Chapter 23:Safe at Last in the Land of Oz

"Must we keep bumping until we bump through?" panted Dorothy anxiously.

"No, by my hilts!" roared Sir Hokus, and setting his foot in a notch of the beanstalk, he cut with his sword the rope that bound him to the parasol. "Put the parasol down half way, and I'll climb ahead and cut an opening."

With great difficulty Dorothy partially lowered the parasol, and instantly their speed diminished. Indeed, they barely moved at all, and the Knight had soon passed them on his climb to the top.

"Are you there?" rumbled the Cowardly Lion anxiously. A great clod of earth landed on his head, filling his eyes and mouth with mud.

"Ugh!" roared the lion.

"It's getting light! It's getting light!" screamed Dorothy, and in her excitement snapped the parasol up.

Sir Hokus, having cut with his sword a large circular hole in the thin crust of earth covering the tube, was about to step out when the parasol, hurling up from below, caught him neatly on its top, and out burst the whole party and sailed up almost to the clouds!

"Welcome to Oz!" cried Dorothy, looking down happily on the dear familiar Munchkin landscape.

"Home at last!" exulted the Scarecrow, wafting a kiss downward.

"Let's get down to earth before we knock the sun into a cocked hat," gasped the Cowardly Lion, for Dorothy, in her excitement, had forgotten to lower the parasol.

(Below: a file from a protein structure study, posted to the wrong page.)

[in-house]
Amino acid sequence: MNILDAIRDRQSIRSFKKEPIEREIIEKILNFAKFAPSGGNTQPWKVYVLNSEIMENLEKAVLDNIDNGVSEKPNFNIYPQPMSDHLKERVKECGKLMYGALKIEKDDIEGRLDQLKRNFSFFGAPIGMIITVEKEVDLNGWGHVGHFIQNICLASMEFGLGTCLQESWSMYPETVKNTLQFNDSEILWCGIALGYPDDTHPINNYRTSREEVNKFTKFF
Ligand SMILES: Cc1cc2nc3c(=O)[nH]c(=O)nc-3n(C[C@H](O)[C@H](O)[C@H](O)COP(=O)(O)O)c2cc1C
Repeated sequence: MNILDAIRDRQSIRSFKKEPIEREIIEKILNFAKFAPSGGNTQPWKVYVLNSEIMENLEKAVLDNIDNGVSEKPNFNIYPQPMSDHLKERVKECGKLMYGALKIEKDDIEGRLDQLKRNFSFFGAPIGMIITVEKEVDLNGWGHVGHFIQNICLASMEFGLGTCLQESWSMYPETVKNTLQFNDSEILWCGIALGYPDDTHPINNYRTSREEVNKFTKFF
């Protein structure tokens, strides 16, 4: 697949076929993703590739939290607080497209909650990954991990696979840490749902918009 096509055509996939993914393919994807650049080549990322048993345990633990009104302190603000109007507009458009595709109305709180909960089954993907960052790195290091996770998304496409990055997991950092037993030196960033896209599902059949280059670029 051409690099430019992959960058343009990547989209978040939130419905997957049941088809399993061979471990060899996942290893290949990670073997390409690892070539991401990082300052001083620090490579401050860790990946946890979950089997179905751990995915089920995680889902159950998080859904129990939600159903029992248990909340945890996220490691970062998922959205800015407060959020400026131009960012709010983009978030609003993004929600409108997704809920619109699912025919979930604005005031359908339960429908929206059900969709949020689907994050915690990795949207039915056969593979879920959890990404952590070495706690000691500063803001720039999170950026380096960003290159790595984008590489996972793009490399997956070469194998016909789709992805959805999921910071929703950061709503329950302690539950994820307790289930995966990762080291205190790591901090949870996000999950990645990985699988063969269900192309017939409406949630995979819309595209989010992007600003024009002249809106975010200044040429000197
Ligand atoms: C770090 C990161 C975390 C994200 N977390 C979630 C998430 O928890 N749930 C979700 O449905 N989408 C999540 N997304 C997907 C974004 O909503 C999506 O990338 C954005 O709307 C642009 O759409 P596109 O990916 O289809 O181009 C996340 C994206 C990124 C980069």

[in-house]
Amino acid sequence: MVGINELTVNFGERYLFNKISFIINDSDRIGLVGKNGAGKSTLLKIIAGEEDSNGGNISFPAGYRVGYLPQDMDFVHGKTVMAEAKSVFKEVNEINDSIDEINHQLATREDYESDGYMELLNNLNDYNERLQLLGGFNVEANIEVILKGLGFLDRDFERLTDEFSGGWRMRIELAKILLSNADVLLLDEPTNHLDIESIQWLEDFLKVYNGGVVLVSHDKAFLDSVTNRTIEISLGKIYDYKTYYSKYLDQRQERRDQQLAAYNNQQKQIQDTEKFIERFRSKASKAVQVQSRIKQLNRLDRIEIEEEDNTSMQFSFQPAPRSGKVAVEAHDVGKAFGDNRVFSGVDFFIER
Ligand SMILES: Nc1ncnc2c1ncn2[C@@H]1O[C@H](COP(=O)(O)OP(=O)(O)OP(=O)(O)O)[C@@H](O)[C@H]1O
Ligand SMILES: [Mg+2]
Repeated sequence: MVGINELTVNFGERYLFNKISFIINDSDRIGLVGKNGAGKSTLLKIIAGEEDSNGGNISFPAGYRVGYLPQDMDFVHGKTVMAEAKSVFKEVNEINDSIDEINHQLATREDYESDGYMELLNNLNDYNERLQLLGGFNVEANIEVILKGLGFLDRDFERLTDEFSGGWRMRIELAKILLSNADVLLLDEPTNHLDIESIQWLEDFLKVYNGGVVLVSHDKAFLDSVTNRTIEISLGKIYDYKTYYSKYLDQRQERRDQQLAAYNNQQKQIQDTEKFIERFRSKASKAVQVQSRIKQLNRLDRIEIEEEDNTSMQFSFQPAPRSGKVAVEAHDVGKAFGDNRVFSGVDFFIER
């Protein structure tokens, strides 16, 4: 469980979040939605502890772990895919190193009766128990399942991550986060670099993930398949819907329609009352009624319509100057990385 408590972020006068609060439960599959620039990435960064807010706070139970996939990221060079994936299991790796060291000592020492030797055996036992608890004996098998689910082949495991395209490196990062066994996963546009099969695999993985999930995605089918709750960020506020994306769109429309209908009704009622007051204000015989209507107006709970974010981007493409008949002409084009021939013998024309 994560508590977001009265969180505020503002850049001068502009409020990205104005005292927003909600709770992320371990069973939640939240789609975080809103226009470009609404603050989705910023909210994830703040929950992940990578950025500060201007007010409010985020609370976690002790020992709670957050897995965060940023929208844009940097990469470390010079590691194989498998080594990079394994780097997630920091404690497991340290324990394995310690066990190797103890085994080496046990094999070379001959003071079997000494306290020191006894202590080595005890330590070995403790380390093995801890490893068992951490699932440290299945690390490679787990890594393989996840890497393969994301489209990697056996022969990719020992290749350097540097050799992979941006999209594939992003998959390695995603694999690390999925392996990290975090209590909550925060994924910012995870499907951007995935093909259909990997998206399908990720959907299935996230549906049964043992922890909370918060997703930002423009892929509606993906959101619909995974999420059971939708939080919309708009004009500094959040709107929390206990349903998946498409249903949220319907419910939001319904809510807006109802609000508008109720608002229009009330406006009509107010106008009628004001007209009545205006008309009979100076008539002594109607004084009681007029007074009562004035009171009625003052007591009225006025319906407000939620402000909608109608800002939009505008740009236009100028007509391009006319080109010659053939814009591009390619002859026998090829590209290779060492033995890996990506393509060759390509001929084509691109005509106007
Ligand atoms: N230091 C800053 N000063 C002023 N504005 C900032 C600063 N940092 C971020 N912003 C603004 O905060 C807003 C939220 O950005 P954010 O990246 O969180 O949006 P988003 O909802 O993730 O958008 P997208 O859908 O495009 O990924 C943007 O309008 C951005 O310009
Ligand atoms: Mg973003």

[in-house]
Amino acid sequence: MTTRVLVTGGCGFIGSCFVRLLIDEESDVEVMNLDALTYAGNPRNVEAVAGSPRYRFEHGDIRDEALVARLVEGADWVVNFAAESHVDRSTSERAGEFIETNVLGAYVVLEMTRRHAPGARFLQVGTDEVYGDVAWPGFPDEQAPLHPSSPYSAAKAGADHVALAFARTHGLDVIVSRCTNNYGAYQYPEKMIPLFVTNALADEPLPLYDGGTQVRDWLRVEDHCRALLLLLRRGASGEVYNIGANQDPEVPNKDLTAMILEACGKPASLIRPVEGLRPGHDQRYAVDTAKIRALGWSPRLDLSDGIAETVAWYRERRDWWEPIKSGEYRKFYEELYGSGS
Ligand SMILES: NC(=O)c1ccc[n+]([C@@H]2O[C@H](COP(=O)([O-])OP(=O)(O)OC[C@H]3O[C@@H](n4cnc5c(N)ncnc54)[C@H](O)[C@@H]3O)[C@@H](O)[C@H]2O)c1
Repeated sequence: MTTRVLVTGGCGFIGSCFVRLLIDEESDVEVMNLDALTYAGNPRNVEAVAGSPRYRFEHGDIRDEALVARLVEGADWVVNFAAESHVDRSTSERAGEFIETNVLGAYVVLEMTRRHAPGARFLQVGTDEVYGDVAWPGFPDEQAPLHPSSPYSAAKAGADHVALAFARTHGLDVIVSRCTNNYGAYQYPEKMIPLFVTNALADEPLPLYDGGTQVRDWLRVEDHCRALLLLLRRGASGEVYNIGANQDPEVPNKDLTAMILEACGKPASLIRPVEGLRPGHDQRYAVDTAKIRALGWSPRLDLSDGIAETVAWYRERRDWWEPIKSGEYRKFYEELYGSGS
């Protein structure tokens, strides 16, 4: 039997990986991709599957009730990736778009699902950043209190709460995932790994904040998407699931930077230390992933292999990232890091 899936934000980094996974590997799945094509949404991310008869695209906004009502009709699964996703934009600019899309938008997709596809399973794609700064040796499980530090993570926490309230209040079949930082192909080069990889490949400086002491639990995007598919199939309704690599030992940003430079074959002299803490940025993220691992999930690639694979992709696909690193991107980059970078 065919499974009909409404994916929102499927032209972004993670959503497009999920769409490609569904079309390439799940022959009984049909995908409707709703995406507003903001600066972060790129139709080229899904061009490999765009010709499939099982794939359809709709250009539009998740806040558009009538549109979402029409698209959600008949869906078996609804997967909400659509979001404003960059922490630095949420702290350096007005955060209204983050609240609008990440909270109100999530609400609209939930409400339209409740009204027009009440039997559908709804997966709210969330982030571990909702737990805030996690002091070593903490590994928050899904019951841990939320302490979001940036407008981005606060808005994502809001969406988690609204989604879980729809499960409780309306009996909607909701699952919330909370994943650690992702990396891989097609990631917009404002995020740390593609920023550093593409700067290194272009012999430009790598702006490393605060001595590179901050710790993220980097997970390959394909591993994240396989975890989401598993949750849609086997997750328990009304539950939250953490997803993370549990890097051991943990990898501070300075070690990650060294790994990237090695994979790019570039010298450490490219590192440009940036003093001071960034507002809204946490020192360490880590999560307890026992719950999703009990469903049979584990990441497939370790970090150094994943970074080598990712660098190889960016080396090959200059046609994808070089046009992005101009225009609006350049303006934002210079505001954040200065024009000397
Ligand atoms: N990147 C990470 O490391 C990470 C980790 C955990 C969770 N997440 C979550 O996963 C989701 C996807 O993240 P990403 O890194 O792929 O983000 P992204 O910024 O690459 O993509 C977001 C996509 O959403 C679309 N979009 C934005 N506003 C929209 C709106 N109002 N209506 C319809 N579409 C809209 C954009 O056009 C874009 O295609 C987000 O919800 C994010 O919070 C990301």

Now the little girl lowered the parasol carefully at first, then faster and faster and finally shut it altogether.

Sir Hokus took a high dive from the top. Down tumbled the others, over and over. But fortunately for all, there was a great haystack below, and upon this they landed in a jumbled heap close to the magic bean pole. As it happened, there was no one in sight. Up they jumped in a trice, and while the Comfortable Camel and Doubtful Dromedary munched contentedly at the hay, Sir Hokus and the Scarecrow placed some loose boards over the opening around the bean pole and covered them with dirt and cornstalks.

"I will get Ozma to close it properly with the Magic Belt," said the Scarecrow gravely. "It wouldn't do to have people sliding down my family tree and scaring poor Tappy. As for me, I shall never leave Oz again!"

"I hope not," growled the Cowardly Lion, tenderly examining his scratched hide.

"But if you hadn't, I'd never have had such lovely adventures or found Sir Hokus and the Comfortable Camel and Doubtful Dromedary," said Dorothy. "And what a lot I have to tell Ozma! Let's go straight to the Emerald City."

"It's quite a journey," explained the Scarecrow to Sir Hokus, who was cleaning off his armor with a handful of straw.